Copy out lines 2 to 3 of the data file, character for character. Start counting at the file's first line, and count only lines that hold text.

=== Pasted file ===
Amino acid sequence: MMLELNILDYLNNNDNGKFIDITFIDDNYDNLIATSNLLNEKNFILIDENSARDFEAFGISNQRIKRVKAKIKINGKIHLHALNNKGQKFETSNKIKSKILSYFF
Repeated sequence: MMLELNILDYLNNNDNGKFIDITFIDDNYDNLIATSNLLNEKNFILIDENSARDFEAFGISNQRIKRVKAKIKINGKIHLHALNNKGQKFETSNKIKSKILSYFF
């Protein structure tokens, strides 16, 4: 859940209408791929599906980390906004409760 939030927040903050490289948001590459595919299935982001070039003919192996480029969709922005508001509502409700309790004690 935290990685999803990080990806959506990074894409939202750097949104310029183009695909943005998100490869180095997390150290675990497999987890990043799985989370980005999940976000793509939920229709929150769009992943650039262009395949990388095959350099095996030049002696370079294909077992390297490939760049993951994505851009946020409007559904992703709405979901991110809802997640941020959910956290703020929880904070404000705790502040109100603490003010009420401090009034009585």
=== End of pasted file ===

Repeated sequence: MMLELNILDYLNNNDNGKFIDITFIDDNYDNLIATSNLLNEKNFILIDENSARDFEAFGISNQRIKRVKAKIKINGKIHLHALNNKGQKFETSNKIKSKILSYFF
């Protein structure tokens, strides 16, 4: 859940209408791929599906980390906004409760 939030927040903050490289948001590459595919299935982001070039003919192996480029969709922005508001509502409700309790004690 935290990685999803990080990806959506990074894409939202750097949104310029183009695909943005998100490869180095997390150290675990497999987890990043799985989370980005999940976000793509939920229709929150769009992943650039262009395949990388095959350099095996030049002696370079294909077992390297490939760049993951994505851009946020409007559904992703709405979901991110809802997640941020959910956290703020929880904070404000705790502040109100603490003010009420401090009034009585």